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Sweden’s Far From Accidental “Cashless” Journey Is HALTED By The Swedish Government

Posted on: 26/06/2024

A Payment Choice Alliance Special Report

Sweden’s Far From Accidental “Cashless” Journey Is HALTED By The Swedish Government


When this report was originally written in 2018, it covered the story of an unrelenting quest by the Swedish banks to make Sweden the planets first “cashless” economy.

Some had already concluded that a “cashless” Sweden was inevitable, even though more than 50% of Swedish adults continued to believe that the public should have an inalienable right to use cash for payments.

In fact, a ‘cashless’ Sweden became such a certainty that the prestigious Wharton Business School saw it as sensible to publish an article in 2018 in which 24 March 2023 was identified as the day it would happen.

In some respects, Sweden has continued along the same path as was evident in 2018.

In 2024, there are fewer ATMs than ever; fewer bank branches; even less competition in the cash management market; and crime is at its highest rate ever (14).

However, the very last point in the summary of this report, written six years ago stated:

"Only government intervention in the public interest can halt the journey towards a cashless future. As of February 2018, such intervention looks possible."

It looked possible – and it HAS happened.

In 2019, The Civil Contingencies Agency, an arm of the government which prepares Sweden for crisis, advised everyone to keep cash at home in small denominations in case the payment system crashes. This advice had never been given before to the Swedish public.

In 2021, a Swedish Payment Services Act introduced the requirement that certain large credit institutions – the six largest banks in Sweden – are obliged to provide certain cash services throughout Sweden. The purpose is to ensure a certain minimum level of access to cash services for consumers and companies. Banks providing payment accounts with basic functions to consumers are also obliged to provide places for cash withdrawals. Moreover, banks providing payment accounts to companies are required to provide places for depositing daily takings (15).

Then, in 2024, came announcement that marks the beginning of the end of the plan to make Sweden “cashless”.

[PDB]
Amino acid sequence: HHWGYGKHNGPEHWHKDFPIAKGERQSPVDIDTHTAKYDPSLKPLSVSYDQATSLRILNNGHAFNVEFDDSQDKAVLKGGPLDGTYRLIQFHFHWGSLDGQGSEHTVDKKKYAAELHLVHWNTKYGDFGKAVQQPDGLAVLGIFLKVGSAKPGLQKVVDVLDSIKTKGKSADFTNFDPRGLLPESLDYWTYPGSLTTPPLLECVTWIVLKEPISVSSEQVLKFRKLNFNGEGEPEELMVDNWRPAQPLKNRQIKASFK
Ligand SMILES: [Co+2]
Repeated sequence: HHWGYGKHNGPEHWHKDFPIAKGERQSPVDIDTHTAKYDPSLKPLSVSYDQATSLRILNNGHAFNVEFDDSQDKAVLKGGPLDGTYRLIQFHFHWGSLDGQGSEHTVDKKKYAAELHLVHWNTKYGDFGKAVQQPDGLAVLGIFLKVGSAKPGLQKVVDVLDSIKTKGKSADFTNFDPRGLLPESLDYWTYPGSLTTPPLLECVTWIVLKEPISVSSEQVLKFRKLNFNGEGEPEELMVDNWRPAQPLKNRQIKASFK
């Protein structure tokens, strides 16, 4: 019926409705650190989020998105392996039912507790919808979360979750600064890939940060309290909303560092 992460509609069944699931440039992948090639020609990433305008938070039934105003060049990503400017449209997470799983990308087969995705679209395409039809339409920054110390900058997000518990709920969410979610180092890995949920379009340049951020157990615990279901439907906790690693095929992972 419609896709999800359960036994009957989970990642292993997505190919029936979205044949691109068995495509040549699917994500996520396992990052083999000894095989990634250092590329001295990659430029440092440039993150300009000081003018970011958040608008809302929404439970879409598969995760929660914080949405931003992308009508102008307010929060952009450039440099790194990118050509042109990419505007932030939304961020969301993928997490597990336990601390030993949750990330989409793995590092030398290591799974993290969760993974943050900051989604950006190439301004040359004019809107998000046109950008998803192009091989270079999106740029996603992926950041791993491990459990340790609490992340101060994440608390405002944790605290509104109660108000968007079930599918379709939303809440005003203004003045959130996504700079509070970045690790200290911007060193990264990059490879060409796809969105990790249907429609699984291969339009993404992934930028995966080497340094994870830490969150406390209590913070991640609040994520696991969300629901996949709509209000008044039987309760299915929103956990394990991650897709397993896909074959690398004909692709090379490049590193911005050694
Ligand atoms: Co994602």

The Sveriges Riksbank - the Swedish Central Bank - had generally been very slow to protect the public interest in relation to cash use. 
For a long time, the Riksbank seemed to have bought into the prediction from various “experts” that Sweden would be “cashless” by March 2023.
 However, in March 2024, the Central Bank issued this stunning statement in their annual Payments Report: 
“As a general rule, merchants selling essential goods must be obliged to accept cash, both to ensure that EVERYONE CAN PAY and to be able to cope with a peacetime crisis situation or state of heightened alert.” (16)

So the Swedish public have won; the Swedish government has finally listened to them and granted what they had wanted; the inalienable right to use cash for payments.

Curiously, the Access To Cash Review, produced under the leadership of Natalie Ceeney in 2018, suggested that Sweden might be “sleepwalking” into becoming a “cashless” society. The Swedish government has proved that it was NOT sleepwalking. It has acted – and acted decisively.

The Swedish public now have more and better legal protection for cash acceptance and cash access than their British counterparts – as, by the way, do the public in many of the UK’s European neighbours.

Now it is time for the new British government, elected on 4 July 2024, to deliver the comprehensive cash acceptance and access legislation put forward by the Payment Choice Alliance.

The British public deserve nothing less.

Deadline? By the end of 2005 at the latest.

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